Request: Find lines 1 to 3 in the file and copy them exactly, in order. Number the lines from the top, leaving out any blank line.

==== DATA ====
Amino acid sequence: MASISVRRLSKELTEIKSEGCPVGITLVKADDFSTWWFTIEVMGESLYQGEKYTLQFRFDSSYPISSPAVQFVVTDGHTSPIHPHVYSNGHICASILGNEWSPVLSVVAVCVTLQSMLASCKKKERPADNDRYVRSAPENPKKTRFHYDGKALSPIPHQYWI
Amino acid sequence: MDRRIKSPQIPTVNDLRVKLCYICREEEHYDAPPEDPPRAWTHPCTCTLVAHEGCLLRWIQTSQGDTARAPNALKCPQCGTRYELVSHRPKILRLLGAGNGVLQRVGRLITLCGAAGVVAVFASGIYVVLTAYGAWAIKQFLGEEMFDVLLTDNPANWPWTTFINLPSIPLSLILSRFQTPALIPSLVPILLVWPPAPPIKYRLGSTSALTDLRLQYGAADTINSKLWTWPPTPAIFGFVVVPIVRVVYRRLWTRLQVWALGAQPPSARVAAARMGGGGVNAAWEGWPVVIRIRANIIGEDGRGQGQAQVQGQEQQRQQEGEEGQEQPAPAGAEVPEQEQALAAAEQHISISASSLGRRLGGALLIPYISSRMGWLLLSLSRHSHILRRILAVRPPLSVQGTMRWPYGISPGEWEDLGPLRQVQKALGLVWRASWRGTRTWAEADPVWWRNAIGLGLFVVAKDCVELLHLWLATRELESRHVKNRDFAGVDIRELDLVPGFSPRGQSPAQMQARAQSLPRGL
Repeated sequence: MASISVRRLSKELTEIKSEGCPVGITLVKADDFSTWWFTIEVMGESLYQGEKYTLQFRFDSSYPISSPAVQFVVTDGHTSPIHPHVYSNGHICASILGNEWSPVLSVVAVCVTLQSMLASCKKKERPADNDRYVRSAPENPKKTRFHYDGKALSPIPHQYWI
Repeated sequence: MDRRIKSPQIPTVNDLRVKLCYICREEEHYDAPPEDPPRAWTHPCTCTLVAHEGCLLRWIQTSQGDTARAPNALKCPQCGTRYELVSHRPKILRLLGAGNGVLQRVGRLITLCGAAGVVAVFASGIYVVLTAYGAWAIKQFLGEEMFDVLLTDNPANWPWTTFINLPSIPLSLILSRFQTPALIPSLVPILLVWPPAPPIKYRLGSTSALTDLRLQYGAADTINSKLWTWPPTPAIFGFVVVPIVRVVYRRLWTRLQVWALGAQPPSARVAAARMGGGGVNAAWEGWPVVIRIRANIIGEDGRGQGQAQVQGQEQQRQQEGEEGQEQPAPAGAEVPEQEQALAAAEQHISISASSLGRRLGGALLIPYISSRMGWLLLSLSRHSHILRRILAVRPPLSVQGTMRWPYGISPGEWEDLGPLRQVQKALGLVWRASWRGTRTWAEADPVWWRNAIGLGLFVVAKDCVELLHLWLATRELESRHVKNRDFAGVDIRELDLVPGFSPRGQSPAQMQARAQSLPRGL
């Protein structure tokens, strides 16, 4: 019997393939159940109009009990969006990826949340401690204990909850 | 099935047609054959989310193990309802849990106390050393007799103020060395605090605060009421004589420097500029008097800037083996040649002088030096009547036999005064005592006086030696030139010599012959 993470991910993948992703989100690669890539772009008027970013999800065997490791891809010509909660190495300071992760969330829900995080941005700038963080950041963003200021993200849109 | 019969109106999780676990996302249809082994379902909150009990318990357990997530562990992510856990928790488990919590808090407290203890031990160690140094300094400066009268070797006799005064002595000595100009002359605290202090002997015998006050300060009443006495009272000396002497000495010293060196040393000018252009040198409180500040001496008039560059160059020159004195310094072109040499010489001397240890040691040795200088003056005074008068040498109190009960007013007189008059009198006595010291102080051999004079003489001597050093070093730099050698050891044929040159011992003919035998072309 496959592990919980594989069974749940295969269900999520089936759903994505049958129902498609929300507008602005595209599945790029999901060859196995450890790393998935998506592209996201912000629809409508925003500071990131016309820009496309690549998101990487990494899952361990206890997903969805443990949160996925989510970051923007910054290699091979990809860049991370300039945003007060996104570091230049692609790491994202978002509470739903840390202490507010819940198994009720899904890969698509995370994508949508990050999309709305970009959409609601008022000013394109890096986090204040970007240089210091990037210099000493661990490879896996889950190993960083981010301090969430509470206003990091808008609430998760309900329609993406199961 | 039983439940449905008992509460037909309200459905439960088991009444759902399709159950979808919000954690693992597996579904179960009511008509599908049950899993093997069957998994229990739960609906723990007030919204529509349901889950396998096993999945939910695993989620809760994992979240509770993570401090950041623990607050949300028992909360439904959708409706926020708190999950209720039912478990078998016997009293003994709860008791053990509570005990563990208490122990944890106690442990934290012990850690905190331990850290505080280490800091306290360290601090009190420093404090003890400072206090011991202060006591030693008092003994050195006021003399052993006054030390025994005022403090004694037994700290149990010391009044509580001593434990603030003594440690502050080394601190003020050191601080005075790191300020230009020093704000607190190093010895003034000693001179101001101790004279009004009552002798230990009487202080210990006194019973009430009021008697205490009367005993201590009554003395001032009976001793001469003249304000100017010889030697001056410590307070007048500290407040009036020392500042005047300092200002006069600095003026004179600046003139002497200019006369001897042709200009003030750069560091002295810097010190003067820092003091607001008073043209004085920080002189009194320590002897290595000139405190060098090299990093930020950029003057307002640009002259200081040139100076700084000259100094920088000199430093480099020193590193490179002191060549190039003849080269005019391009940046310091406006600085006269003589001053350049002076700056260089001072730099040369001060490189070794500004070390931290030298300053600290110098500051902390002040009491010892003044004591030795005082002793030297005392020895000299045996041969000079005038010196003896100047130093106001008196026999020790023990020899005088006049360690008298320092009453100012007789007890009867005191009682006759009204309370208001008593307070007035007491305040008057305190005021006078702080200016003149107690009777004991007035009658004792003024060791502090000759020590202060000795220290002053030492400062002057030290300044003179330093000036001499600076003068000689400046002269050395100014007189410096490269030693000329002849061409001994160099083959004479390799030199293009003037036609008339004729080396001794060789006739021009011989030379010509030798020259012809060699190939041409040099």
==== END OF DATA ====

Amino acid sequence: MASISVRRLSKELTEIKSEGCPVGITLVKADDFSTWWFTIEVMGESLYQGEKYTLQFRFDSSYPISSPAVQFVVTDGHTSPIHPHVYSNGHICASILGNEWSPVLSVVAVCVTLQSMLASCKKKERPADNDRYVRSAPENPKKTRFHYDGKALSPIPHQYWI
Amino acid sequence: MDRRIKSPQIPTVNDLRVKLCYICREEEHYDAPPEDPPRAWTHPCTCTLVAHEGCLLRWIQTSQGDTARAPNALKCPQCGTRYELVSHRPKILRLLGAGNGVLQRVGRLITLCGAAGVVAVFASGIYVVLTAYGAWAIKQFLGEEMFDVLLTDNPANWPWTTFINLPSIPLSLILSRFQTPALIPSLVPILLVWPPAPPIKYRLGSTSALTDLRLQYGAADTINSKLWTWPPTPAIFGFVVVPIVRVVYRRLWTRLQVWALGAQPPSARVAAARMGGGGVNAAWEGWPVVIRIRANIIGEDGRGQGQAQVQGQEQQRQQEGEEGQEQPAPAGAEVPEQEQALAAAEQHISISASSLGRRLGGALLIPYISSRMGWLLLSLSRHSHILRRILAVRPPLSVQGTMRWPYGISPGEWEDLGPLRQVQKALGLVWRASWRGTRTWAEADPVWWRNAIGLGLFVVAKDCVELLHLWLATRELESRHVKNRDFAGVDIRELDLVPGFSPRGQSPAQMQARAQSLPRGL
Repeated sequence: MASISVRRLSKELTEIKSEGCPVGITLVKADDFSTWWFTIEVMGESLYQGEKYTLQFRFDSSYPISSPAVQFVVTDGHTSPIHPHVYSNGHICASILGNEWSPVLSVVAVCVTLQSMLASCKKKERPADNDRYVRSAPENPKKTRFHYDGKALSPIPHQYWI